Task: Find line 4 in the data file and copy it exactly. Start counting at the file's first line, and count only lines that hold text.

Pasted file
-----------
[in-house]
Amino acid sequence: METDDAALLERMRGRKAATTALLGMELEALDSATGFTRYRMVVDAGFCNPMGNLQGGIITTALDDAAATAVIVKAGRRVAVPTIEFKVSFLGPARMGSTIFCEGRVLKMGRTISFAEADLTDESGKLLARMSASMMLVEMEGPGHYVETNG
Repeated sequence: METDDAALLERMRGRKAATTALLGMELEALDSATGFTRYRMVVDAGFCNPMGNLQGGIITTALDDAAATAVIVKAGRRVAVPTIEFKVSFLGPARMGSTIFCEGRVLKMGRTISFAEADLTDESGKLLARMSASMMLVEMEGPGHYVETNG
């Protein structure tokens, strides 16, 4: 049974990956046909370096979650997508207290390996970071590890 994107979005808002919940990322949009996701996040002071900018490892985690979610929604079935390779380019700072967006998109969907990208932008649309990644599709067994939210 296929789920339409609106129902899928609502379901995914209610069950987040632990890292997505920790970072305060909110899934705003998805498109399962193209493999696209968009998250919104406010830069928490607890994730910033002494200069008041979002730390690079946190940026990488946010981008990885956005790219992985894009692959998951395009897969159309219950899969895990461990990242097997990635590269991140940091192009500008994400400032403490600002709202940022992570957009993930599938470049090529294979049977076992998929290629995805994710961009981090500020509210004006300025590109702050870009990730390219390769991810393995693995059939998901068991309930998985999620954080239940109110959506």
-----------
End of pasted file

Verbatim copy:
């Protein structure tokens, strides 16, 4: 049974990956046909370096979650997508207290390996970071590890 994107979005808002919940990322949009996701996040002071900018490892985690979610929604079935390779380019700072967006998109969907990208932008649309990644599709067994939210 296929789920339409609106129902899928609502379901995914209610069950987040632990890292997505920790970072305060909110899934705003998805498109399962193209493999696209968009998250919104406010830069928490607890994730910033002494200069008041979002730390690079946190940026990488946010981008990885956005790219992985894009692959998951395009897969159309219950899969895990461990990242097997990635590269991140940091192009500008994400400032403490600002709202940022992570957009993930599938470049090529294979049977076992998929290629995805994710961009981090500020509210004006300025590109702050870009990730390219390769991810393995693995059939998901068991309930998985999620954080239940109110959506």